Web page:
This course analyses the making of political identities in the contemporary world, beginning with 'the world' itself in the context of international processes of globalisation such as migration, development, nationalism, media and popular culture, tourism, transport and trade. It utilises critical accounts and post-modern theories of subjectivity (such as Foucault) to interrogate particular political identities: of state, citizen and nation; culture, religion and place-based identities; and trans-national, hybrid globalised identities and the idea of 'Global Citizenship' or 'Earth Citizenship' as articulated at the World Social Forum. Within this global frame, it pursues the contemporary debate around communitarianism and cosmopolitanism. It concludes with a brief consideration of how international identity politics might figure in determining Australia's place in the world.
Upon successful completion, students will have the knowledge and skills to:
Upon successful completion of this course, students will be able:
- Demonstrate a good knowledge of the debates and theories surrounding globalisation.
- Appreciate and understand the relevant theories that contribute to different understandings of globalisation and identity.
- Demonstrate an ability to offer critically based insights into global identity politics.
- Critically reflect upon the literature and materials presented in this course.
- Demonstrate an ability to understand and apply relevant research methodology to this subject area.
A major essay (60%) [LO's 1, 3, 4, 5]
- 3000 word research essay
Short assessments and essay outline 2000 words maximum (40%) [LO's 2, 3, 4]
- 4 short assessments will be given throughout the course.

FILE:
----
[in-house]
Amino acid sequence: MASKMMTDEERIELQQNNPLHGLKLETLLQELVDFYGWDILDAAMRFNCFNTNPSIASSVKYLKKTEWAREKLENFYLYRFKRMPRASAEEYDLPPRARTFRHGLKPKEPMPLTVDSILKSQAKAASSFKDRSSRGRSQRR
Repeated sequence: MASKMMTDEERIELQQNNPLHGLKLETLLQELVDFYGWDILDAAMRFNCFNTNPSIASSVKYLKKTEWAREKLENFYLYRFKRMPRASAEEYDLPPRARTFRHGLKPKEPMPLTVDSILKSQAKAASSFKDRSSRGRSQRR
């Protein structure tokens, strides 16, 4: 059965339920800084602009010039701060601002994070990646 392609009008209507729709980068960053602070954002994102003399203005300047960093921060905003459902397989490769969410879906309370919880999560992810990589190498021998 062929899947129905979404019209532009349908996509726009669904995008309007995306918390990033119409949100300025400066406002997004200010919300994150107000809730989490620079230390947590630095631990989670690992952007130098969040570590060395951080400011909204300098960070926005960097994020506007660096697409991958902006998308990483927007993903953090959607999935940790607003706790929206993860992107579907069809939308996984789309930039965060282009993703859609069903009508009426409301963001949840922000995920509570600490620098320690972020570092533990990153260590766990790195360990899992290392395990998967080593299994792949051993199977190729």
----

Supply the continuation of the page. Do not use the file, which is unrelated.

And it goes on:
- 2 reading reviews (500 words each) to tie in with weekly workshop activities.
- 1 reading evaluation (500 words) will tie in with weekly workshop activities.
- Essay outline (500 words) in advance of the major essay due date will provide an opportunity for students to receive feedback on their major essay before it is due.
The ANU uses Turnitin to enhance student citation and referencing techniques, and to assess assignment submissions as a component of the University's approach to managing Academic Integrity. While the use of Turnitin is not mandatory, the ANU highly recommends Turnitin is used by both teaching staff and students. For additional information regarding Turnitin please visit the ANU Online website.
One three hour Workshop per week plus 7 hours independent study. Workshop consists of lecture, group work and visual stimulus.
Requisite and Incompatibility
Tuition fees are for the academic year indicated at the top of the page.
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- Student Contribution Band:
- Unit value:
- 6 units
If you are an undergraduate student and have been offered a Commonwealth supported place, your fees are set by the Australian Government for each course. At ANU 1 EFTSL is 48 units (normally 8 x 6-unit courses). You can find your student contribution amount for each course at Fees. Where there is a unit range displayed for this course, not all unit options below may be available.
- Domestic fee paying students
- International fee paying students
Offerings, Dates and Class Summary Links
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